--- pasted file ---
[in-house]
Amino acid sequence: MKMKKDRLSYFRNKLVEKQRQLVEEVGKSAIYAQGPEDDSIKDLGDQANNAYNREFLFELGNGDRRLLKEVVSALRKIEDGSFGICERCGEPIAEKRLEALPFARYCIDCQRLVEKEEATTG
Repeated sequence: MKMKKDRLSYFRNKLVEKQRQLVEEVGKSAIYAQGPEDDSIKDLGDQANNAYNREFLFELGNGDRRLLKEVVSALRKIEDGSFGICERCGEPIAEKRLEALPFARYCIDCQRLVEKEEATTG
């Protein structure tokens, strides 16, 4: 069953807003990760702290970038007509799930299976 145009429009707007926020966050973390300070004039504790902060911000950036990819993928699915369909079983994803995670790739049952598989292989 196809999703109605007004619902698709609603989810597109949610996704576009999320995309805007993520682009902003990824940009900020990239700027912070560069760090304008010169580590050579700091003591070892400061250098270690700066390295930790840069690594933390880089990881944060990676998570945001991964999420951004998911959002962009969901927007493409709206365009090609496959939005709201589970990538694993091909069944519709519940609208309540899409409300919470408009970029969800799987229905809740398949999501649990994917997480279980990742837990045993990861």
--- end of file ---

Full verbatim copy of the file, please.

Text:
[in-house]
Amino acid sequence: MKMKKDRLSYFRNKLVEKQRQLVEEVGKSAIYAQGPEDDSIKDLGDQANNAYNREFLFELGNGDRRLLKEVVSALRKIEDGSFGICERCGEPIAEKRLEALPFARYCIDCQRLVEKEEATTG
Repeated sequence: MKMKKDRLSYFRNKLVEKQRQLVEEVGKSAIYAQGPEDDSIKDLGDQANNAYNREFLFELGNGDRRLLKEVVSALRKIEDGSFGICERCGEPIAEKRLEALPFARYCIDCQRLVEKEEATTG
């Protein structure tokens, strides 16, 4: 069953807003990760702290970038007509799930299976 145009429009707007926020966050973390300070004039504790902060911000950036990819993928699915369909079983994803995670790739049952598989292989 196809999703109605007004619902698709609603989810597109949610996704576009999320995309805007993520682009902003990824940009900020990239700027912070560069760090304008010169580590050579700091003591070892400061250098270690700066390295930790840069690594933390880089990881944060990676998570945001991964999420951004998911959002962009969901927007493409709206365009090609496959939005709201589970990538694993091909069944519709519940609208309540899409409300919470408009970029969800799987229905809740398949999501649990994917997480279980990742837990045993990861």